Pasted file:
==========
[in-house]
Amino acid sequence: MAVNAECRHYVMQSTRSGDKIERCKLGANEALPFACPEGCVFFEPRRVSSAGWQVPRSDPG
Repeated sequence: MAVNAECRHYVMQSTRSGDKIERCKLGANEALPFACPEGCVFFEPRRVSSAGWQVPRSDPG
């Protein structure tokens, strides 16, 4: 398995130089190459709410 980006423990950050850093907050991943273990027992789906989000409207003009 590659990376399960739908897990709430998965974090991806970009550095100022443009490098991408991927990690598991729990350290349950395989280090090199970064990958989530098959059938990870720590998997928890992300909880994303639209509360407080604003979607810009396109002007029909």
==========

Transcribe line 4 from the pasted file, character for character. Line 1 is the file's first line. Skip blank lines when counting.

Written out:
């Protein structure tokens, strides 16, 4: 398995130089190459709410 980006423990950050850093907050991943273990027992789906989000409207003009 590659990376399960739908897990709430998965974090991806970009550095100022443009490098991408991927990690598991729990350290349950395989280090090199970064990958989530098959059938990870720590998997928890992300909880994303639209509360407080604003979607810009396109002007029909």